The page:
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London Transport Museum
London Transport Museum
The Leyland buses appeal

The Leyland buses appeal

Why we need your help

London Transport Museum needs your help to secure the future of three rare survivors of a bygone age.


This is one of the most significant heritage acquisitions that the Museum has ever undertaken and we need to raise £300,000 to secure the final purchase of all three vehicles by September 2017.

Your donation is crucial in helping us safeguard the future of these vehicles in our collection for visitors today and for the enjoyment of generations to come.

These three buses - the 1908 X-type London Central double-decker, the oldest surviving British-built bus, The 1914 LNWR ‘Torpedo’ charabanc and the 1924 LB5 'Chocolate Express' - represent important points in transport’s history and in the development of London’s transport story.

Together they mark the birth of the motor bus at the beginning of the 20th century, the beginnings of affordable coach travel before the First World War, and the independent ‘pirate’ operators’ challenge to the monopoly of the London General Omnibus Company in the 1920s.

   

1908 X 2 type London Central double-decker LN 7270

This double deck bus is an incredibly rare survivor from the first generation of motorbuses, and is in fact the oldest surviving Leyland motorbus.

It is historically important in marking the experimental transition in London from horse buses to motor bus services.

When acquired, the X2 type bus will be the oldest complete motor vehicle in the Museum collection. The X2 type was operated by the London Central Motor Omnibus Company (fleet No. 14) until January 1913 when it was absorbed into the London General Omnibus Company. When
new in June 1908, the bus was fitted with a 34 seat body built by Thomas Tilling, a bus operator based in Peckham, south London. The body, dating from 1906, was originally fitted to a Milnes-
Daimler chassis.

As with so many buses withdrawn from service in the early days, this vehicle was used for storage until its importance was recognised and it was rescued. It has now gained worldwide recognition as one of the most important buses to have been preserved.

 A photograph of the charabanc with the troops 

1914 LNWR Torpedo charabanc CC 1087

Before the First World War the experience of private motoring was only available to the wealthy. Charabancs allowed the masses to access the countryside and coastal resorts in greater numbers and contributed to the growth of the leisure coach industry between the wars.

The Torpedo charabanc (fleet no. 59) was delivered to the London & North Western Railway in July 1914, shortly before the outbreak of the First World War. The LNWR charabanc was based at Euston Station in London running bus services in Watford and it was also used for pleasure-trips around North Wales but was requisitioned by the War Office in March 1915 for troop transportation in London.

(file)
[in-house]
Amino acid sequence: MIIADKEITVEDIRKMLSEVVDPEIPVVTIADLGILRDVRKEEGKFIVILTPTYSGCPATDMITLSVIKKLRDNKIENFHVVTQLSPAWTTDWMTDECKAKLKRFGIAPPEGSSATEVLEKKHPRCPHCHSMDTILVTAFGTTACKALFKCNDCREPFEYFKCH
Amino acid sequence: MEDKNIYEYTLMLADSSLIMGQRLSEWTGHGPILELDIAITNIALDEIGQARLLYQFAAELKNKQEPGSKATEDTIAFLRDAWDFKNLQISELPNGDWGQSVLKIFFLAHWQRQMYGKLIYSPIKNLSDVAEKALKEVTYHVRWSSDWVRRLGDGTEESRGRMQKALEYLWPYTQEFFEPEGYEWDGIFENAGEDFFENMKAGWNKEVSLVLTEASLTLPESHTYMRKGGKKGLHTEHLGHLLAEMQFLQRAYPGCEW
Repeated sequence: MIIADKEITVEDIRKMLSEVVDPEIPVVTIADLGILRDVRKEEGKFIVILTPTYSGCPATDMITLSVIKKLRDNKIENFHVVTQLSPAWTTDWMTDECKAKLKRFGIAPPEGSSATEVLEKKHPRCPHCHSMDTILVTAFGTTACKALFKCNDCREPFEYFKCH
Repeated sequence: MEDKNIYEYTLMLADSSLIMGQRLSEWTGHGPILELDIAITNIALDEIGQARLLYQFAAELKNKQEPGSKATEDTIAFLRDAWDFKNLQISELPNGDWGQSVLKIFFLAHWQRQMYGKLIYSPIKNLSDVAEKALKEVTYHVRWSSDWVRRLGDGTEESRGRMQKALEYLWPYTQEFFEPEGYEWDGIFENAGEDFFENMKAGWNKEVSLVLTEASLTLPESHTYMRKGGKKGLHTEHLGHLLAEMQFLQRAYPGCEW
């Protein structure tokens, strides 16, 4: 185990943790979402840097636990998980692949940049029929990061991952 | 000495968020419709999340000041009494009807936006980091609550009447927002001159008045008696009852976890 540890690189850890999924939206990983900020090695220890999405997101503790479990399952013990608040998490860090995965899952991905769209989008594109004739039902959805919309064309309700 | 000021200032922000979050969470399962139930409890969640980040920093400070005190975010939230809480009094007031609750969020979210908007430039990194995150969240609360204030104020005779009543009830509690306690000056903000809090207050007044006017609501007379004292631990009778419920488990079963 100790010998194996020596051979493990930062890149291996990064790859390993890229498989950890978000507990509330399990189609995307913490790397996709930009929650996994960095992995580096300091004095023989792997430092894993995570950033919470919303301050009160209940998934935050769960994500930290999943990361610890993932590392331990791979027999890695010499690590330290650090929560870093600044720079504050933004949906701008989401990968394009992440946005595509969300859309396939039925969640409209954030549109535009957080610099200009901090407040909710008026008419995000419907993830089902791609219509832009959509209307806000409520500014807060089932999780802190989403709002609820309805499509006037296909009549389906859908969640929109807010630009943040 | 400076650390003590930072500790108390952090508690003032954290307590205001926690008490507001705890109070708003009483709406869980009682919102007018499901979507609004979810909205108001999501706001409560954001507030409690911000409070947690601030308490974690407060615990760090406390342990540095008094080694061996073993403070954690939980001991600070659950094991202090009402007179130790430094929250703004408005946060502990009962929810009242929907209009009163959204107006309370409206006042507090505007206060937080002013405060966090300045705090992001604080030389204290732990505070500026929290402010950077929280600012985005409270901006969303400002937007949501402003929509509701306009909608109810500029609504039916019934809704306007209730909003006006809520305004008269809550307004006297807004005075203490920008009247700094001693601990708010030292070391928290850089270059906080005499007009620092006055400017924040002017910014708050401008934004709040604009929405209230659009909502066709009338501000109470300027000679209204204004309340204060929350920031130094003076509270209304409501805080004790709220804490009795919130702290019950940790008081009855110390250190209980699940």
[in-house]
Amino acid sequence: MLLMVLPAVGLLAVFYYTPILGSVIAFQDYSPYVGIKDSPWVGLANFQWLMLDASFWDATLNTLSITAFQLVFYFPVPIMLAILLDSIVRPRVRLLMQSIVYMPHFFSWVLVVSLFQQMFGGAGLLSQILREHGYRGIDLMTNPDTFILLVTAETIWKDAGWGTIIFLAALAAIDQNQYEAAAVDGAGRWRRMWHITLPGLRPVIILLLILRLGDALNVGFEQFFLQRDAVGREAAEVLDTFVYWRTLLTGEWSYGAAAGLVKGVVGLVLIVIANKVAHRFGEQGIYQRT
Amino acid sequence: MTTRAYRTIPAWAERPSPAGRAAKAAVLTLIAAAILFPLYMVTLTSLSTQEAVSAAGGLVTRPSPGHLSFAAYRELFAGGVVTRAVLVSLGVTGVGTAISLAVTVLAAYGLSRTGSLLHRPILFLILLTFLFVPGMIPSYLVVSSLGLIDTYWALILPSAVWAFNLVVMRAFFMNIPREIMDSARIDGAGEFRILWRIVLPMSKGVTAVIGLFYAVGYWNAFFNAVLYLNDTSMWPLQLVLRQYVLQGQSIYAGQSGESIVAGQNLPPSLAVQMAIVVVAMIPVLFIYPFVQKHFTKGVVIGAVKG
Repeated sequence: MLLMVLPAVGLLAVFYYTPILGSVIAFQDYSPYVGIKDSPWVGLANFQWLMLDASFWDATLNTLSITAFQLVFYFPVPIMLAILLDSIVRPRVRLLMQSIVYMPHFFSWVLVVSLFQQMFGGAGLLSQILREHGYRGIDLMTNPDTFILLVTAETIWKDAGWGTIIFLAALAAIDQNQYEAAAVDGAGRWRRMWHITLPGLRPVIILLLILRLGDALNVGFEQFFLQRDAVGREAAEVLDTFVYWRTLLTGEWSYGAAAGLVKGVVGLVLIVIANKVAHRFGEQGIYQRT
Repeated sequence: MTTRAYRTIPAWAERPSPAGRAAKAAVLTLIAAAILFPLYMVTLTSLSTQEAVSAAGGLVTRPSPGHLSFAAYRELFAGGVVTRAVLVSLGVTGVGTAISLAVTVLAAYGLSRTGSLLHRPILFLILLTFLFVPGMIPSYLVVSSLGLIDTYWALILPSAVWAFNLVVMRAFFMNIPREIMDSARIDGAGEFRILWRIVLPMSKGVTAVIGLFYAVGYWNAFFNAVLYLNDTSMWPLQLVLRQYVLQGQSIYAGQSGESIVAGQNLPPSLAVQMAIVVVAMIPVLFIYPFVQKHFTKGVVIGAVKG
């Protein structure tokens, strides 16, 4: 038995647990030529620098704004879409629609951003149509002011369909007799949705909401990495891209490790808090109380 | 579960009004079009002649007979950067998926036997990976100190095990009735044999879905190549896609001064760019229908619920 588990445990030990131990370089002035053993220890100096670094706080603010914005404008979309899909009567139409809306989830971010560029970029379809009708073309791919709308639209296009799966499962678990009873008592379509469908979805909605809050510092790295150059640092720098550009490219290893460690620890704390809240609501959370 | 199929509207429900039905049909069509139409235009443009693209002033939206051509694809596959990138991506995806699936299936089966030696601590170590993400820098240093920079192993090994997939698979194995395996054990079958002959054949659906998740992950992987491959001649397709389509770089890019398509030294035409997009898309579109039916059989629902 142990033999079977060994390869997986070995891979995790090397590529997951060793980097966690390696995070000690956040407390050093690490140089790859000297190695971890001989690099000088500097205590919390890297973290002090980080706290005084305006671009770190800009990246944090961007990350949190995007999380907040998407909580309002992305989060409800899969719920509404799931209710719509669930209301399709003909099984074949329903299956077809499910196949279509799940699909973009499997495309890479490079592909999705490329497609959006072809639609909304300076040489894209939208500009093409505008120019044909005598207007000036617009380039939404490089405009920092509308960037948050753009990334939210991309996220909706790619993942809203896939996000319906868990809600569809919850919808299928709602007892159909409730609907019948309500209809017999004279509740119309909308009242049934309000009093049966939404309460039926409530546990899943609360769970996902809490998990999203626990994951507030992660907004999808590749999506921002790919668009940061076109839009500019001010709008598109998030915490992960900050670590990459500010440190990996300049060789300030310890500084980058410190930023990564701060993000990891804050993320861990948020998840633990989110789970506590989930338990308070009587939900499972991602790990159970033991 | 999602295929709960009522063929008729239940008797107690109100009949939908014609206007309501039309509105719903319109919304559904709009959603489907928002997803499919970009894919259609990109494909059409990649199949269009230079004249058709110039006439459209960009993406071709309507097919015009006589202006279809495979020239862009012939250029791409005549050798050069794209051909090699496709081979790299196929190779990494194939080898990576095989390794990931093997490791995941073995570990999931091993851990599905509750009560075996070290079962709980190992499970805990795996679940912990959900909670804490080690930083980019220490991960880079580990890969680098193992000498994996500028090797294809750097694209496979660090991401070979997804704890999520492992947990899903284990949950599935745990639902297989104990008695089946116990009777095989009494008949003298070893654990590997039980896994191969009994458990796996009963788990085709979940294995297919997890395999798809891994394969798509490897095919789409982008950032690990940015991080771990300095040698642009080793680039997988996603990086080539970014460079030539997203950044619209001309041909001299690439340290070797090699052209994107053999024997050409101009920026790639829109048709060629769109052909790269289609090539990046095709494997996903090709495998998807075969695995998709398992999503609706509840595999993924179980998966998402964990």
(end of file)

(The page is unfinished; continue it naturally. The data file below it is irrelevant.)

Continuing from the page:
Both chassis model S4.36.T3 and its 32 seat body were built by Leyland Motors. This 1914 model is the only surviving full-size ‘Torpedo’ charabanc (with seven rows of seats) and is one of only two surviving charabancs all others being replicas.

Three-quarter nearside view of Leyland LB type double deck motor bus, fleetname Express (known as Chocolate Express due to the brown livery), owned and operated by Mr A G Partridge. Bus on Route 11B seen at Trafalgar Square. Pirate/ independent bus.  

1924 LB5 Chocolate Express double-decker XU 7498

Representing the best remembered of all the London pirate operators, this beautifully preserved bus, with its 48 seat body designed and built by Christopher Dodson of Willesden is truly unique.

This double deck bus was one of the first Leyland buses purchased by the Chocolate Express Omnibus Company, founded and operated by Arthur Partridge from 1922.

The London General Omnibus Company (LGOC) was the principal bus operator in London and Partridge’s bus company was the first of over 250 independent pirate operators to seize the opportunity to challenge the
monopoly of the LGOC in the 1920s. It was used in London until the
Chocolate Express Omnibus company was compulsorily purchased with the formation of the London Passenger Transport
Board in 1933.

If we are able to acquire it, this bus will be the only pirate bus in the London Transport Museum collection.


Thank you for your support. 

64,222.00

raised towards 300,000.00 target

64222.00
300000.00

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 This campaign is now closed, and no longer accepting donations.

How you can support us

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Supporters

Jul 22, 2018

Anonymous


Mar 21, 2017

Anonymous

10.00
(plus 2.50 giftaid)

Mar 20, 2017

Anonymous


Jan 16, 2017

Anonymous

10.00
(plus 2.50 giftaid)

Dec 09, 2016

Ken Lousvet

100.00
(plus 25.00 giftaid)

Nov 20, 2016

Robert Bolt

20.00
(plus 5.00 giftaid)

Sep 03, 2016

Anonymous


Jul 02, 2016

Martin Buckland

1000.00
(plus 250.00 giftaid)

Apr 06, 2016

20.00
(plus 5.00 giftaid)

Mar 07, 2016

Keith Holland

20.00
(plus 5.00 giftaid)

21

Total raised so far

64,222.00

Total plus Gift Aid 64,687.25

Direct donations

1,911.00

Raised offline 62,311.00

Fundraising pages

0.00

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